Acquiring vocabulary by listening (with S. Kehat and A. Saba)
    2001 'L2 effect on L1' workshop University of Colchester, UK
    L1 lexical attrition and misuse of collocations
    2001 LTRC Symposium, St. Louis
    Computer Adaptive Test of Size and Strength (with K. Hill, C. Elder)
    2001 AAAL St. Louis
    Do learners acquire most lexis from reading?
    2001 TESOL International St. Louis
    Vocabulary Testing by Computer
    2000 EUROSLA, Krakow, Poland
    Passive vocabulary size and speed of meaning retrieval: are they related?
    2000 EURALEX, Stuttgart
    Dictionaries and vocabulary learning: does technology make a difference?
    2000 Instructed Second Language Symposium, Brussels University
    The fault in the default hypothesis

     

     

    1999 AILA '99, Waseda University, Tokyo.
    Instructed L2 vocabulary learning: the hypothesis of involvement
    (Key-Note Address)
    1999 EUROCALL, Besancon, France. What lexical information do L2 learners
    select in a CALL dictionary and how does it affect word retention?
    (with M.M. Hill)
    1999 EUROSLA 9, University of Lund
    Avoidance of idioms: the effect of degrees of L1-L2 similarity
    1998 PacSLRF, Aoyama Gakuin University, Tokyo
    What leads to better retention: comprehensible input or comprehensible
    output? (with J. Hulstijn)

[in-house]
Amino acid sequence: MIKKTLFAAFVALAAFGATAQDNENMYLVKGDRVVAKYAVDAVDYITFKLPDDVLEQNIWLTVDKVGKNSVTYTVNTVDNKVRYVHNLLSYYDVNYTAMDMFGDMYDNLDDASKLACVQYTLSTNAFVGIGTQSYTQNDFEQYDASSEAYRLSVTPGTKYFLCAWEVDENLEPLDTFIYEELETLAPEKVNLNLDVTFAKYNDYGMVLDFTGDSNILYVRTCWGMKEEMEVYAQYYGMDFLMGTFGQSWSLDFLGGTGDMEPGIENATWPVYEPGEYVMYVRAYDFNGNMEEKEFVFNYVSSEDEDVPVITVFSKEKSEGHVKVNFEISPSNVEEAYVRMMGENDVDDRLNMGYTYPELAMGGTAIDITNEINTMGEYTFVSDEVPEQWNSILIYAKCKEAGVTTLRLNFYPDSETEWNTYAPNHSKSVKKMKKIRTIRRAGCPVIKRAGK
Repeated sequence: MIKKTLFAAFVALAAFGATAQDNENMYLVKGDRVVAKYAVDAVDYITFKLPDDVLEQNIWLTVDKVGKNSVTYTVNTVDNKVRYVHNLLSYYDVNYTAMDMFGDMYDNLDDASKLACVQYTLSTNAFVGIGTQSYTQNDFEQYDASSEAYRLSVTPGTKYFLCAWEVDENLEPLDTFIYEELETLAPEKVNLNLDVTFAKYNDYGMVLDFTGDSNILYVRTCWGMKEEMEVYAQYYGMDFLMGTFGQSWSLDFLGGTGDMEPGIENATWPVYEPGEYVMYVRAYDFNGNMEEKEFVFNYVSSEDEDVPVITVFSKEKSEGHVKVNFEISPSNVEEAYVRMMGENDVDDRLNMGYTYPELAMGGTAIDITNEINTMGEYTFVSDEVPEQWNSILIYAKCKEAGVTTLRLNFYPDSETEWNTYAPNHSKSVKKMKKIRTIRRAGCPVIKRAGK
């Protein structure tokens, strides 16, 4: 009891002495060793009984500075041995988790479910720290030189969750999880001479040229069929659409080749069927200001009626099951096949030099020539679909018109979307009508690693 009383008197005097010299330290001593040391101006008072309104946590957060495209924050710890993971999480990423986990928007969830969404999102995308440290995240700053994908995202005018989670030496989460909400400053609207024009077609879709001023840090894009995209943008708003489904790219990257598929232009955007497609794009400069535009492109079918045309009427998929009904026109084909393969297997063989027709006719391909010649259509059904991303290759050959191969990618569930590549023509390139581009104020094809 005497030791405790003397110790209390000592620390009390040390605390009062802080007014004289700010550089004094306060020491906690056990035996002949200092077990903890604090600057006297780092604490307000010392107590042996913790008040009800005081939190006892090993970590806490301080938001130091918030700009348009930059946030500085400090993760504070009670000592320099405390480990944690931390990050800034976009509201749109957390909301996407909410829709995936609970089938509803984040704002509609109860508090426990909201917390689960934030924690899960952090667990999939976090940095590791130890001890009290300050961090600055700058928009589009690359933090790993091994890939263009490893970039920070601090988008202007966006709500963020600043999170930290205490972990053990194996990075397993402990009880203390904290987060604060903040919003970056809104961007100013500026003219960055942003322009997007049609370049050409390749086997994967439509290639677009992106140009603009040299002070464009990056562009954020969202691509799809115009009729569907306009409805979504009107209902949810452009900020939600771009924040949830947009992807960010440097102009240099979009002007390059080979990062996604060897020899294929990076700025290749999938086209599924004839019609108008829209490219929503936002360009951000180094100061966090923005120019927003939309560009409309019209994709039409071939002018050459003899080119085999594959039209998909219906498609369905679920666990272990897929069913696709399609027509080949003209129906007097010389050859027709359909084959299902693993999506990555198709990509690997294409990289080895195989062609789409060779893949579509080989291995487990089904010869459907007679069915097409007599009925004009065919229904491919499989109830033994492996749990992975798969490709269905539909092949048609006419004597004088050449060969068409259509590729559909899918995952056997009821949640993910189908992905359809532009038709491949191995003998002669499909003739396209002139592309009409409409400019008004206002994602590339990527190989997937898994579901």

1998 AAAL, Seattle
    Activating passive vocabulary: communicative input versus form-
    focused instruction

    1998 ALAA, Griffith College, Brisbane, Australia
    What information is looked up in electronic dictionaries? ( with M.M. Hill)
    1998 EUROSLA, The British Institute and University of Paris, Paris
    Task effect on incidental vocabulary learning
    1998 Testing Workshop, U. of Swansea, Wales, UK
    Vocabulary recognition speed test
    1997 EUROSLA, University of Barcelona
    Learning context effect on lexical development (with T.S. Paribakht)
    1997 SLRF, Michigan State University
    In praise of output
    1996 RELC seminar, Singapore
    Memorizing vocabulary: does teaching have anything to do with it?
    (with K. Shmueli)
    1996 EUROSLA, Nijmegen University, The Netherlands
    Passive and active vocabularies: are they related?
    1996 AILA, Jyvaskyla University, Finland
    a. Measuring passive and active vocabulary;
    b. Discussant at the symposium on lexicography